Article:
I’m back at the library and— Ohmigod!— the girl who has just sat down on the computer in the front of me is cruising Match.com! She looks normal enough. There’s a certain stigma about the sort of people who have to “resort” to online dating. I like to think that I, being the fabulous, charming, socially adept non-Cyclops that I am, have blown this stereotype out of the water, but that doesn’t stop me from peering over the top of my laptop and wondering, “What is wrong with her?”
She’s not in the greatest of shape. In Match.com parlance, she’s “about average,” “curvy” or even “a few extra pounds.” Her hair looks like she’s trying to do dreadlocks but they’re not quite working for her yet, which is probably why she’s shoved the entire mass into a baseball cap (which, in turn, is probably why she’s been forced to “resort” to match.com).
Still, it’s only a weekday afternoon. And this is the public library, not Rodeo Drive— story time, actually, has just ended— so if she wants to go out in her messed up dreads and her baseball cap, that’s her prerogative.
All the same, I’m curious. I know (and my dates know) that I began my online dating career as something of serial dater. I also know that my four-first-dates-in-four-days frenzy was not normal. But I like to think it wasn’t that abnormal. Surely I’m not the only one who’s taken the Royal Caribbean approach (“Get out there!”) to online dating. And I can’t help but wonder: what’s this girl’s story?
A proper anthropologist would just get up and go ask her but unlike the majority of the Sou’ Philly library patrons who frequent the Charles Santore branch, I don’t talk in the library. So I’ll speculate instead.
Based on my observations, she’s probably not very popular on Match.com. In addition to her rather unfortunate hairdo, she only spends about thirty seconds on the website before switching to Facebook and take it from me: you can’t spend thirty seconds on Match.com and expect to get any results. Certainly not record breaking four-dates-in-four-days results (and yeah, this probably going to be my claim to fame for some time because I have neither the energy nor the desire to do it again).
As I’m sitting here, taking yet another undeserved break from the completion of my masterpiece, I decide that Match.com should probably just hire me as a consultant. I could advise young women across the US (and internationally, actually; did you know that Match.com has gone global?) on how to abandon all sense of priority (and propriety) and devote themselves entirely to the world of online dating.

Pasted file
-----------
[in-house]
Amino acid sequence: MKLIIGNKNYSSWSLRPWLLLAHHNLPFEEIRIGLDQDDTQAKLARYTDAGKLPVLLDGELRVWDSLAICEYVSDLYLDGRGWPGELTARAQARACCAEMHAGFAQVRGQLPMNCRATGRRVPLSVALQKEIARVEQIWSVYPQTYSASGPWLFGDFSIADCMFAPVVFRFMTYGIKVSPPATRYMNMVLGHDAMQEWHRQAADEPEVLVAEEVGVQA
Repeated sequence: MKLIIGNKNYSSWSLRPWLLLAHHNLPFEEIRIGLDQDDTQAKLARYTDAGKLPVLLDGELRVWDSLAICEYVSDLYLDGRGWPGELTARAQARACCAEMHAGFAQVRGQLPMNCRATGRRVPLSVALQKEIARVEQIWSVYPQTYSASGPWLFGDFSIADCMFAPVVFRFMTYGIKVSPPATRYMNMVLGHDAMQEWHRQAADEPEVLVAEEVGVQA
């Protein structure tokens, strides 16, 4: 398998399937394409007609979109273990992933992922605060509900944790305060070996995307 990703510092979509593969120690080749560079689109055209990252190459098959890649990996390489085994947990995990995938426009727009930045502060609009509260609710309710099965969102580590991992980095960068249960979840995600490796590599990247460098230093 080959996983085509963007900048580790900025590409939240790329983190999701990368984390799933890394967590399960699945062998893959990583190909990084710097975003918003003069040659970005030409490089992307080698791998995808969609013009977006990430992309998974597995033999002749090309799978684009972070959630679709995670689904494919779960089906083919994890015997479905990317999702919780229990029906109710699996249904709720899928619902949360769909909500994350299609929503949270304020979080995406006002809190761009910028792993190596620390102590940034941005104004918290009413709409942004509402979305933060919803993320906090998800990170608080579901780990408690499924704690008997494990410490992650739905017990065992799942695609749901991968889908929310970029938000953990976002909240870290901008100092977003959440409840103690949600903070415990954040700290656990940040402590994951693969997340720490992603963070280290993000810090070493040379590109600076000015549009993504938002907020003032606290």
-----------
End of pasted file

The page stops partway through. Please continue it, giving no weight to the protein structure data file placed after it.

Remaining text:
I could tell them how to write an awesome profile (mine rocks, if I do say so myself) and how to select photos that make them look sexy but not skanky (and “athletic and toned” or even “slender” instead of “a few extra pounds”). I could tell them how to get dates, how to cancel dates, how to dress for dates on a freelancer’s budget and how to—actually, that’s all I’ve got so far. Because the actual process of building a relationship with someone is a skill I have yet to master. But I’m sure I’ll get there eventually, and then I’ll be a true Match.com poster child.
In the meantime, I’m wondering if any of my dates are serial daters, and if so, have they ever encountered Dreadlocks Girl? Maybe they’ve winked at her; maybe they’ve emailed her; maybe they’ve even gone out with her! And that would be truly weird— somehow incestuous, even—but these, I suppose, are the anonymous times in which we live.
I experienced a similar moment of panic while salsa dancing at Brasil’s earlier this month. During the lesson, one of my partners asked, “So, what brings you here tonight?” I glanced over my shoulder to make sure no one was listening (online dating, like homeschooling, does have certain connotations) before I finally divulged my secret.
“No way!” my partner cried, “A date with someone you met online? Me too!”
And that is when I really started to panic. What if I had winked at him? What if I had emailed him? What if I was scheduled to go out with him during the course of the next 48 hours?
“Which service do you use?” he asked, spinning me into a cross-body lead.
“Match.com,” I replied, willing the instructor to call out “Switch partners!” as she had been doing every 30 seconds for the past hour. “And you?”
“Ok Cupid,” he replied.
Crisis averted. I might have winked at every Tom, Dick and Harry within a ten-mile radius of Philadelphia (I think I have, actually) but only at those T’s, D’s, and H’s who subscribe to Match.com. Ok Cupid is an entirely different story, and one which I never hope to tell.